DrawRace 2 is everything you could want in a sequel
When DrawRace came out all the way back in 2009, I instantly fell in love with it. Combining line drawing and strategy with top down racing was a formula that just couldn’t be beat. And yet for all the fun I had with DrawRace, there was no denying that it felt like a fairly barebones package. Almost as if it were a brilliant idea, but nobody had bothered to flesh it out beyond their initial stroke of genius. DrawRace 2, it would seem, addresses my complaint nicely.
As with the original DrawRace, players in DrawRace 2 will draw a path for their car to follow around a track. Moving your finger quickly when drawing will make your car travel faster. Moving slower will cause it to brake. Once you’ve sufficiently drawn your path, you’ll sit back and watch as the action unfolds. Can the path you drew lead to a victory on the motorway? Or will you be eating your opponents proverbial dust?
But while the original took this core concept, tossed in a handful of tracks, and brought us some much loved multiplayer, DrawRace 2 takes the DrawRace experience and gives you more of... well, everything.
Those who love single player experience will be faced with over 180 different challenges. Each challenge will take place on a single track. At first you’ll need to defeat one opponent. Then two. Then three. Each time you’ll need to place first and earn a gold medal so that you can unlock later challenges down the road.
And the car selection? Massive. Different types of tracks will allow for different classes of vehicle, so this time around you’ll be checking out stock cars, F1 racers, snowbound rally cars – the works. Some of them even have sponsorships from previous Redlynx games like Trials 2, making for a charming nod to the developers earlier works that fans can’t help but smile at.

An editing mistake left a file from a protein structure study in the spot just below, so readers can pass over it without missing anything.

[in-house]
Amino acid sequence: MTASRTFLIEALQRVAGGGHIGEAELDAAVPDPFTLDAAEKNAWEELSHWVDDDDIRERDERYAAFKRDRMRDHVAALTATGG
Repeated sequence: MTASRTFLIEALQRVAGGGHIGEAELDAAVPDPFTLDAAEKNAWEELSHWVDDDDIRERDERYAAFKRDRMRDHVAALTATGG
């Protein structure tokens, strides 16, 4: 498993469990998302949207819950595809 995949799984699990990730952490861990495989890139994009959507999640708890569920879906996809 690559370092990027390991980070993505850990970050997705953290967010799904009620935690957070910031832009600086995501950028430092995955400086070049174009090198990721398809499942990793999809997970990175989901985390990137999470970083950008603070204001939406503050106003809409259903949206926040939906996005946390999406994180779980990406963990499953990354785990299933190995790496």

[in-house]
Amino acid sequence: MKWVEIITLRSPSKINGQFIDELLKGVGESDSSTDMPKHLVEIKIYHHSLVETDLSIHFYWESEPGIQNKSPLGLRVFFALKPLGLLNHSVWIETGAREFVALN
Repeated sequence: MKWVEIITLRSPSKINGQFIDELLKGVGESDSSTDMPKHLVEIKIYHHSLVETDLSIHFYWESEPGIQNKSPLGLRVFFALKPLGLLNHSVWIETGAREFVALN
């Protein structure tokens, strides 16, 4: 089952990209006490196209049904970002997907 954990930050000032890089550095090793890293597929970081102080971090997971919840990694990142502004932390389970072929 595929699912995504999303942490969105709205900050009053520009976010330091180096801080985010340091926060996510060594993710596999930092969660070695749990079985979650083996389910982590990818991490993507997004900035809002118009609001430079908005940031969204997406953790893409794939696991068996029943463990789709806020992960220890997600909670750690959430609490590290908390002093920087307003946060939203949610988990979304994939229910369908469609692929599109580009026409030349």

But despite the variety of challenges, tracks, and cars, there’s one thing that really stands out about DrawRace 2 when compared to its predecessor – the presentation. While the original DrawRace presented a simple, cartoony look, DrawRace 2 is simply jaw dropping. The environments are gorgeous, painstakingly rendered in 3D with an astonishing amount of detail. There aren’t a lot of budget games out there with visuals that make you do a double take, but DrawRace 2 is one of them.
There are a few other new additions here too, like the inclusion of a “turbo” button to give your car a boost as you watch the race play out, or the World League mode that ranks players on their skill in online multiplayer competition. Old favourites too, like the local pass’n’play multiplayer – a perfect fit for a game of this nature – have all made a return.
Despite the praise we’re heaping on DrawRace 2, there are a few quibbles that we can’t help but nitpick. While cars can lose control or careen into obstacles like guardrails to set them back, there’s simply no car collision present. We’d love for the cars to bump into each other, hindering each other’s process as they went along – but that’s totally absent. Instead, cars simply phase through each other on the track when overlapping.
We also loved the 3D modelling and how the camera did a slight zoom to follow the action during the race – but why not take it a step further and give us a variety of angles to watch from? And while it didn’t happen often, there was the occasional framerate stutter during the races that didn’t go unnoticed – a minor hiccup to be sure, but a present one nonetheless.
If DrawRace was a prototype, DrawRace 2 is the finished product. Fans of the original will be tickled pink by what the sequel as to offer, and if you haven’t played the first, chances are you’ll be just as excited to dive in. Our nitpicky complaints are admittedly just that – nitpicky. Please, don’t let them deter you – this is a game that’s worth every penny of the asking price. Now rev up your engines, kids. You’ve got some line drawing to do!
- Everything fans of DrawRace wished it had been. Gorgeous art. Great single player career and multiplayer options. An improvement on the original in every way possible.
- Cars can collide into track obstacles, but not each other.